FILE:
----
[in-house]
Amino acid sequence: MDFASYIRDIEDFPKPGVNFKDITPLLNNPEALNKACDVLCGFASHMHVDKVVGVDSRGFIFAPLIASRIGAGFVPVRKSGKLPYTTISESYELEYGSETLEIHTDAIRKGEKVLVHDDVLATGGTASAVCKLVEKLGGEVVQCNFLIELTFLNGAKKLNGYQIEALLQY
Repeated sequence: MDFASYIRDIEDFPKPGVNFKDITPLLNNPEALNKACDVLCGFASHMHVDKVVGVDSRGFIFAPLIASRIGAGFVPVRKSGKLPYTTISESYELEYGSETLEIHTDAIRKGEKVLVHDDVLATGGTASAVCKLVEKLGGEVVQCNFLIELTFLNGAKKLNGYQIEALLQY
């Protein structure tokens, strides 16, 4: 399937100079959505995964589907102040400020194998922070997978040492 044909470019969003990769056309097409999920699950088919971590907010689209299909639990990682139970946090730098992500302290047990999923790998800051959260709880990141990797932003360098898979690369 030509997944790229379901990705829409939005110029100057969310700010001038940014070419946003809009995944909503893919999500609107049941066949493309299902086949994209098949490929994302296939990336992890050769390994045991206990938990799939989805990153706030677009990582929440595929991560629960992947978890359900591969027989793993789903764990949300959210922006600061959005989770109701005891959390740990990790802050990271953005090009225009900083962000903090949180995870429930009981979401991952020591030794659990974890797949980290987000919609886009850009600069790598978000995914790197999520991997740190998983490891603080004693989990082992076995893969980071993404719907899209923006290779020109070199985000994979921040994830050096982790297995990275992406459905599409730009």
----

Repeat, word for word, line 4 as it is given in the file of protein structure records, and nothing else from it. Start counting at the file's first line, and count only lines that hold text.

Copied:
């Protein structure tokens, strides 16, 4: 399937100079959505995964589907102040400020194998922070997978040492 044909470019969003990769056309097409999920699950088919971590907010689209299909639990990682139970946090730098992500302290047990999923790998800051959260709880990141990797932003360098898979690369 030509997944790229379901990705829409939005110029100057969310700010001038940014070419946003809009995944909503893919999500609107049941066949493309299902086949994209098949490929994302296939990336992890050769390994045991206990938990799939989805990153706030677009990582929440595929991560629960992947978890359900591969027989793993789903764990949300959210922006600061959005989770109701005891959390740990990790802050990271953005090009225009900083962000903090949180995870429930009981979401991952020591030794659990974890797949980290987000919609886009850009600069790598978000995914790197999520991997740190998983490891603080004693989990082992076995893969980071993404719907899209923006290779020109070199985000994979921040994830050096982790297995990275992406459905599409730009």